After defending his thesis in front of the Faculty of Medicine of Paris and brilliantly served in the Guard of Honor of the Emperor under the orders of Baron Larrey (1766-1842), the chief surgeon of the medical services of the Grande Armée, comes settle in Bruges, Biskaijersplein, 6.

As a forensic pathologist, professor of the School of Medicine and responsible for Saint-Jean Hospital, as well as several houses of god, he is one of the notables of a city where everyone knows each other. Constantine reveals himself as a fine scholar in love with French culture and an admirer of Napoleon.

In 1821, he married Louise Wieland, a collateral descendant of Christoph Martin Wieland (1733-1813), nicknamed “the German Voltaire" [ref. desired], translator of Shakespeare and author of the Oberon, from which the last opera by Carl Maria von Weber (1786-1826) is taken.

On July 9, 1829, he organized the “Banquet of the Infamous" in opposition to the King of the Netherlands and his system of government.

He took an active part in the Belgian Revolution of 1830. According to an authentic manuscript, he wrote with Jenneval the second version, both anti-Orange and republican (“The Tree of Liberty" serves as a leitmotif), of La Brabançonne3. It was he who proposed to exclude the Orange-Nassau from the throne of Belgium for life.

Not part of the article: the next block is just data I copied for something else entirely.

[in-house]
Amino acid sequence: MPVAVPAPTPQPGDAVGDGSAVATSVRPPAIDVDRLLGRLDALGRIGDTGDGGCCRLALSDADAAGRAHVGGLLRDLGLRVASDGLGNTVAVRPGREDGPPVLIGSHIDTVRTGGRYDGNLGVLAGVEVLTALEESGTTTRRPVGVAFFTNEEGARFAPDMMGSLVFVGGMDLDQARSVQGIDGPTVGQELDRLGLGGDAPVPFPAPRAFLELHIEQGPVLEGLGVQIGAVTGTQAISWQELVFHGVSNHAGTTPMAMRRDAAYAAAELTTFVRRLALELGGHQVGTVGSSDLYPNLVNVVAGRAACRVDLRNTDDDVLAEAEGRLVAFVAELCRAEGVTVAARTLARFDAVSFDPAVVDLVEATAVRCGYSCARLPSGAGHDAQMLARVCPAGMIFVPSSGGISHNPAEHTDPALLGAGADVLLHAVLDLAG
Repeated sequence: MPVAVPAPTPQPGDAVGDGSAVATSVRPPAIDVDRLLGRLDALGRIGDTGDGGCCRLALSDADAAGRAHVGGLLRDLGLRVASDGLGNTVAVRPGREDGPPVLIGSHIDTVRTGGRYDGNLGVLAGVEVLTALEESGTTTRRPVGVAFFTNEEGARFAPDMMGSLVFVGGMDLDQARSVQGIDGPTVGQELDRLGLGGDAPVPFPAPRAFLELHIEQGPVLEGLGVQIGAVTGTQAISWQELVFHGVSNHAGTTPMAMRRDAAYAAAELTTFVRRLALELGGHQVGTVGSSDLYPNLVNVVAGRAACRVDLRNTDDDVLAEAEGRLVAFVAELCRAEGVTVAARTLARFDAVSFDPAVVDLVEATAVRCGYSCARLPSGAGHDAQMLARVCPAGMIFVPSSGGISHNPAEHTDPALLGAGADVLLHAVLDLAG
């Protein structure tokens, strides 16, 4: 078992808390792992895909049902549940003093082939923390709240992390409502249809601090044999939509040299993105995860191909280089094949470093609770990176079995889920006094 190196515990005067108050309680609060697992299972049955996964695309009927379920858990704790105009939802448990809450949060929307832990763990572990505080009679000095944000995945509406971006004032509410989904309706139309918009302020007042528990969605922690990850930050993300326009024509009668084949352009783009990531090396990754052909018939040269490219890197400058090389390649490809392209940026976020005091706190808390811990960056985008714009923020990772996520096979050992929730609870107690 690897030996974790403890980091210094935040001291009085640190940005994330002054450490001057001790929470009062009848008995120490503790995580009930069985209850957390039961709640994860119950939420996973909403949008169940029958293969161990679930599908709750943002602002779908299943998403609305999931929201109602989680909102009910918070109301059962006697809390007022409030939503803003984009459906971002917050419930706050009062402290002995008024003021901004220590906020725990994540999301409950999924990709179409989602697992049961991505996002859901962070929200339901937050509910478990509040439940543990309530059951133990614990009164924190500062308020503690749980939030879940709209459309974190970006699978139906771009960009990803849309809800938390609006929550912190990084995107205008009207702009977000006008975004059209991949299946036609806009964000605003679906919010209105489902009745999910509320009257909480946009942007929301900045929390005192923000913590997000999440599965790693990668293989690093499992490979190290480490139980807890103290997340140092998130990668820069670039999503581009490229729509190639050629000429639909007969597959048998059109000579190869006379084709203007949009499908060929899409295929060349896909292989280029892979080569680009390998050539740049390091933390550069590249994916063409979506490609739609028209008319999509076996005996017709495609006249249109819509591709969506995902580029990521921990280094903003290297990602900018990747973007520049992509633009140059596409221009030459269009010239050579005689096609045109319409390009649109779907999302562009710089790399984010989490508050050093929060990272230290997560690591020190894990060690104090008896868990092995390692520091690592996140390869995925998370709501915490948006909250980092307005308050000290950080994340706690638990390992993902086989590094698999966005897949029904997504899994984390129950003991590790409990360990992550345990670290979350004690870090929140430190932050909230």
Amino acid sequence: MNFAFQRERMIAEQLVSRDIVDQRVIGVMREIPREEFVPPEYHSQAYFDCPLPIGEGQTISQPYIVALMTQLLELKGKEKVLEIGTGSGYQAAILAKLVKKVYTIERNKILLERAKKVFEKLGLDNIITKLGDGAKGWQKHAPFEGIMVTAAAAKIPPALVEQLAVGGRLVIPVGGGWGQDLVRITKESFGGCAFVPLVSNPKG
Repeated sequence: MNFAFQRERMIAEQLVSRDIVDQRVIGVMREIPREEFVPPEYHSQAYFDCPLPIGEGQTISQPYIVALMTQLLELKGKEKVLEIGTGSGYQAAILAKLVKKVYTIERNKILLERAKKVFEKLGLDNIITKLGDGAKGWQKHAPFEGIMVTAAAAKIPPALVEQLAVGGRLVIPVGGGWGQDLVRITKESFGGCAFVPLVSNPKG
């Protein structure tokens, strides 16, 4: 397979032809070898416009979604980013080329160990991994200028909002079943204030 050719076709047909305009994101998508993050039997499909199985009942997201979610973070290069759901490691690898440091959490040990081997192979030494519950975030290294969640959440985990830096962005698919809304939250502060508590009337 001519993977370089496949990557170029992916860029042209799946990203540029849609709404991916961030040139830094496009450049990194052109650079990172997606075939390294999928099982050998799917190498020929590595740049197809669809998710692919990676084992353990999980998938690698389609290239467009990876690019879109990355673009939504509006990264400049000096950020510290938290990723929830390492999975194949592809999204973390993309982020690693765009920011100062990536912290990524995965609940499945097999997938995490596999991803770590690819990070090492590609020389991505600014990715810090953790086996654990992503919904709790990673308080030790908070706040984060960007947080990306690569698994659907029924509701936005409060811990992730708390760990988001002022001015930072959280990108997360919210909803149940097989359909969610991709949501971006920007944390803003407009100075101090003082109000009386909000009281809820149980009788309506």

He sat for a long time as a member of the Belgian Parliament (National Congress of 1830)

The Rodenbach couple maintains close contact with Charles Nodier, Victor Hugo and Alexandre Dumas.

The latter evokes it in Excursions in Belgium and On the banks of the Rhine. On behalf of the young independent state, he pursued a brilliant career as a diplomat until his unexpected death in Athens where he was buried opposite the Acropolis. Under his influence, La Réunion des Amis du Nord had financially supported the Greek separatists.

His brother Alexander Rodenbach created the famous brewery RODENBACH together with his other brother and sister.

George Rodenbach

George Rodenbach – born July 16, 1855 in Tournai and died December 25, 1898 in Paris,

 Georges Rodenbach was born rue des Augustins (missing house) in Tournai. He was baptized at the Sainte-Marie Madeleine church. He is linked, through his mother, to the Baclan and Debonnaire families of the Picardy city. Coming from an aristocratic family of German origin, his father, an official at the Ministry of the Interior, is a verifier of weights and measures; his paternal grandfather, venerable of the only Bruges lodge La Réunion des Amis du Nord, surgeon and deputy, is one of the founders of Belgium; his great-uncle created the Rodenbach brewery. Through his paternal grandmother, he descends from the German romantic poet Christoph Martin Wieland.